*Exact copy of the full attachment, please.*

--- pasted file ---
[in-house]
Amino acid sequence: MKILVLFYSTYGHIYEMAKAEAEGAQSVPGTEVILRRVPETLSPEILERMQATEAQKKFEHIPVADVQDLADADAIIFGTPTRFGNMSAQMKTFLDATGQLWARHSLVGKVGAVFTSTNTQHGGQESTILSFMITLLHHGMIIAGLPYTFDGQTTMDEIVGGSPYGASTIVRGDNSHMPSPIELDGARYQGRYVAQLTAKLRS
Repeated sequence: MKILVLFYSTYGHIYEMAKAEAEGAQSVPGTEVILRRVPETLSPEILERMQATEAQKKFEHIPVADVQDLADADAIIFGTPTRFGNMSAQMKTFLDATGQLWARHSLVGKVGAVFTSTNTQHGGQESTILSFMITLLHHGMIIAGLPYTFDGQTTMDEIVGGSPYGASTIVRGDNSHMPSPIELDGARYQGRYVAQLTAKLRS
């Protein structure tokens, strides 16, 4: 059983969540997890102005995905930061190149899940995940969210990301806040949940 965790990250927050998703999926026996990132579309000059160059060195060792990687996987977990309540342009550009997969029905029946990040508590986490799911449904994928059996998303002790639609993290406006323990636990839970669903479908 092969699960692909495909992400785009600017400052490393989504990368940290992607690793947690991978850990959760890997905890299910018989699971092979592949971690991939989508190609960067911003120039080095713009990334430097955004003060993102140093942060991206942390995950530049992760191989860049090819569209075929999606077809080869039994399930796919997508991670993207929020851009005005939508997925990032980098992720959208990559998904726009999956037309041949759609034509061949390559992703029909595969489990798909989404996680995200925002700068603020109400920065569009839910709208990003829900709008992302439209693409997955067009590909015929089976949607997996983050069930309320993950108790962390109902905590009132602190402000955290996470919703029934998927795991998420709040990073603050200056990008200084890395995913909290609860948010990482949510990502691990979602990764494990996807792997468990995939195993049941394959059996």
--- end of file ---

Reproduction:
[in-house]
Amino acid sequence: MKILVLFYSTYGHIYEMAKAEAEGAQSVPGTEVILRRVPETLSPEILERMQATEAQKKFEHIPVADVQDLADADAIIFGTPTRFGNMSAQMKTFLDATGQLWARHSLVGKVGAVFTSTNTQHGGQESTILSFMITLLHHGMIIAGLPYTFDGQTTMDEIVGGSPYGASTIVRGDNSHMPSPIELDGARYQGRYVAQLTAKLRS
Repeated sequence: MKILVLFYSTYGHIYEMAKAEAEGAQSVPGTEVILRRVPETLSPEILERMQATEAQKKFEHIPVADVQDLADADAIIFGTPTRFGNMSAQMKTFLDATGQLWARHSLVGKVGAVFTSTNTQHGGQESTILSFMITLLHHGMIIAGLPYTFDGQTTMDEIVGGSPYGASTIVRGDNSHMPSPIELDGARYQGRYVAQLTAKLRS
């Protein structure tokens, strides 16, 4: 059983969540997890102005995905930061190149899940995940969210990301806040949940 965790990250927050998703999926026996990132579309000059160059060195060792990687996987977990309540342009550009997969029905029946990040508590986490799911449904994928059996998303002790639609993290406006323990636990839970669903479908 092969699960692909495909992400785009600017400052490393989504990368940290992607690793947690991978850990959760890997905890299910018989699971092979592949971690991939989508190609960067911003120039080095713009990334430097955004003060993102140093942060991206942390995950530049992760191989860049090819569209075929999606077809080869039994399930796919997508991670993207929020851009005005939508997925990032980098992720959208990559998904726009999956037309041949759609034509061949390559992703029909595969489990798909989404996680995200925002700068603020109400920065569009839910709208990003829900709008992302439209693409997955067009590909015929089976949607997996983050069930309320993950108790962390109902905590009132602190402000955290996470919703029934998927795991998420709040990073603050200056990008200084890395995913909290609860948010990482949510990502691990979602990764494990996807792997468990995939195993049941394959059996």